Many teenagers start thinking about their future plans to go to college.
If they want to get into their school of choice where there is a lot of competition, having a part-time job to put on a college application will be helpful.
Most teenagers are not going to have much to write on a resume so they should consider using a well-written cover letter when applying for a job.
Writing a winning message that can grab the attention of a hiring manager can help teens get noticed. Cover letters matter and can make the difference between getting an interview or not.
Teenagers who work need to be more responsible than those who don’t. They have to make sure they get to work on time, figure out a way to get to and from their job, and will have to make a lot of their own decisions.
Learn the Value of a Dollar
There is no better way to teach the value of money to a teenager than them having to wash dishes, wait on tables, mow lawns, or stack shelves to get paid. They will end up being a lot more careful with their money when they realize what it takes to earn it and might think twice before buying something extravagant that they don’t need.
It’s very easy to ask your parents for money to go to a movie, to buy new clothes, or to buy a new electronic device. It is important for teenagers to learn that money doesn’t grow on trees. Real life’s lessons begin when teenagers start earning their own money and stop relying on their parents. They will be forced to learn about responsible money management and will think twice before making purchases.
When teens become adults who need to work for a living, the experience of having held down a part-time job will help them when it’s time to transition to a full-time job.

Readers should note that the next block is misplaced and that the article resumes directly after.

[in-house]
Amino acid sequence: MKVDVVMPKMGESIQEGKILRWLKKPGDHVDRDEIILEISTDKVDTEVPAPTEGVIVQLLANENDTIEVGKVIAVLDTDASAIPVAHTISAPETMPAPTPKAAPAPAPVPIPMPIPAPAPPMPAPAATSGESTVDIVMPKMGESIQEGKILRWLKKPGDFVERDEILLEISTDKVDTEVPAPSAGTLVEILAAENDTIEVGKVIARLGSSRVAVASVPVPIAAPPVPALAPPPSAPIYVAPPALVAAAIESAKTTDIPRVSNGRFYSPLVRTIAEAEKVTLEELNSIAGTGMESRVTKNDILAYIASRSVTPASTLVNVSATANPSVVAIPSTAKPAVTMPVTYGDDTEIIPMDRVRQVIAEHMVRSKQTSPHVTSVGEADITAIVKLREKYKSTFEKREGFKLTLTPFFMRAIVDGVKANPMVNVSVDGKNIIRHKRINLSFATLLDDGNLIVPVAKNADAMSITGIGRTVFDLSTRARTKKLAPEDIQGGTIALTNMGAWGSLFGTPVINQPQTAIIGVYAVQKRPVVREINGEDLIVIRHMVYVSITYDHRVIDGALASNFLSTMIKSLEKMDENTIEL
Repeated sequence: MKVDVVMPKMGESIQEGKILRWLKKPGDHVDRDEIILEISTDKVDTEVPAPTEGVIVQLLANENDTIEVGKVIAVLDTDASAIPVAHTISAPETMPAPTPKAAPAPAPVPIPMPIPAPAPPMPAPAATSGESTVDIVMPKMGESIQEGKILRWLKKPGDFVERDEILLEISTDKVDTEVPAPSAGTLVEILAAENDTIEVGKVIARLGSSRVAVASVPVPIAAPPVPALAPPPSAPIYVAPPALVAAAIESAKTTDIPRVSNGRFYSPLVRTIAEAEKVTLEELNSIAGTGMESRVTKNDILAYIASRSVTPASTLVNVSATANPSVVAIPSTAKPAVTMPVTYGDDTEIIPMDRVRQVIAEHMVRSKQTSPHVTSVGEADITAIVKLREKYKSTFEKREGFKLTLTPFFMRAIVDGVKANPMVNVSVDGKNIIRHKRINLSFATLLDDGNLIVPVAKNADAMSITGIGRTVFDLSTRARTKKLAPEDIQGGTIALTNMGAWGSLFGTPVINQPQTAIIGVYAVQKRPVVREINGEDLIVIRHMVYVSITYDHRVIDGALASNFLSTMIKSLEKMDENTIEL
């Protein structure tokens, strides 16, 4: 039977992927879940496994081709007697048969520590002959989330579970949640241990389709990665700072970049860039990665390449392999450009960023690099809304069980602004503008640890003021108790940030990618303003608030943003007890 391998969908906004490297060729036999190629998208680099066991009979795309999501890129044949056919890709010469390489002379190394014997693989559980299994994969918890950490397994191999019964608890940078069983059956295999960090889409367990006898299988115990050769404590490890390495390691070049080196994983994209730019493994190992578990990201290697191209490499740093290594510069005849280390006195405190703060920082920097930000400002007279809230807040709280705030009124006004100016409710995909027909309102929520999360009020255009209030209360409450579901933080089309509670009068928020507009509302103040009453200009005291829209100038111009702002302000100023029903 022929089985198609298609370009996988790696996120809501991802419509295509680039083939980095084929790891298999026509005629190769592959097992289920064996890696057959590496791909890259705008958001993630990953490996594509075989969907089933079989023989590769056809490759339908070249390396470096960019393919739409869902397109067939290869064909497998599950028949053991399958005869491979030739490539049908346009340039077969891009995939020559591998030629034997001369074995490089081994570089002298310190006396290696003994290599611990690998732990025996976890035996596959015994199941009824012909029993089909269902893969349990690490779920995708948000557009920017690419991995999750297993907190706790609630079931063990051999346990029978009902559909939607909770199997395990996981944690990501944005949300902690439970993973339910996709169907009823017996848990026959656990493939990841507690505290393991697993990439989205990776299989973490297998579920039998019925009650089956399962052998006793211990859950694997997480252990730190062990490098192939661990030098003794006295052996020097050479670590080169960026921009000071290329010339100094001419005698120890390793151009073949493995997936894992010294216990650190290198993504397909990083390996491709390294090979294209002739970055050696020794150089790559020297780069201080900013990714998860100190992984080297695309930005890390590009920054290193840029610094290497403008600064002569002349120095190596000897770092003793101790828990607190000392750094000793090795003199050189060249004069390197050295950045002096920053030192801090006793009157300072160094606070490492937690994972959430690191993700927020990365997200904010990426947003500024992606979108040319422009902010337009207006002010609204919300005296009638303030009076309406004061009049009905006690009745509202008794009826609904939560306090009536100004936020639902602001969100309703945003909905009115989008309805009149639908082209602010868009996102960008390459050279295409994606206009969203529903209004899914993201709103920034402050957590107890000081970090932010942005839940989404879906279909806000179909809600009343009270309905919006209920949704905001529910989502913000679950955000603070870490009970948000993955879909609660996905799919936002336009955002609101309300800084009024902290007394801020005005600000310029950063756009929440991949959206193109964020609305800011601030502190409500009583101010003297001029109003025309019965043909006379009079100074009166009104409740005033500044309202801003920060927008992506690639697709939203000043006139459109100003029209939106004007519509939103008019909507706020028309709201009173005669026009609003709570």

This experience will also look good on a college application or on a resume. Having work experience demonstrates that you can successfully balance different aspects of your life.
Learn How to Manage Your Time
Life is a balancing act. and the sooner a teen learns how to do this effectively, the more prepared they will be for their future.
By getting a job, they will need to be able to effectively balance school, homework, their part-time job, and their social life. They will also learn how to prioritize and make the best use of their time.
Learn New Skills
Most part-time jobs teenagers will be able to get will be in industries that pay minimum wage for lower level work. But the value of working is well-worth the effort.
Working as a waiter or waitress will teach teens how to deal with others, sometimes difficult customers, and often how to deal with stress in a professional manner. Working in a diner during lunch hour can be very hectic where people are in a hurry to get back to work.
Teens will need to learn how to handle this stress politely if they don’t want to get fired. This is a valuable and transferable life lesson.
Part-time jobs may serve as an introduction to industries that are of interest for the teens’ future. For example, a teen who has a job helping out a car mechanic might realize that he really loves what he does. This could make him decide that he wants to learn how to be a car mechanic after graduating high school.
Becoming a Team Player
Most jobs for teenagers require them to work in a group environment. Learning how to work as a team in a collaborative manner is very important for one’s future.
Whether they decide to go to a university or a trade school after high school, they will need to know how to work well with others and work together towards a common goal.
Transition to Adulthood
Teens who can hold down a part-time job and get good grades in school will be better equipped for their future responsibilities than those who do not have a job.
They will be getting practice on how to be independent and self-reliant, both necessary skills to be a successful adult.
- Luke Mathius Harlow
- Publisher: CreateSpace Independent Publishing Platform
- Paperback: 122 pages
- For Dummies
- Faithe Wempen
- Publisher: For Dummies
- Jack P. Hoggatt, Jon A. Shank, James R. Smith
- Publisher: Cengage Learning
- Edition no. 10 (03/03/2014)
Last update on 2018-11-14 / Affiliate links / Images from Amazon Product Advertising API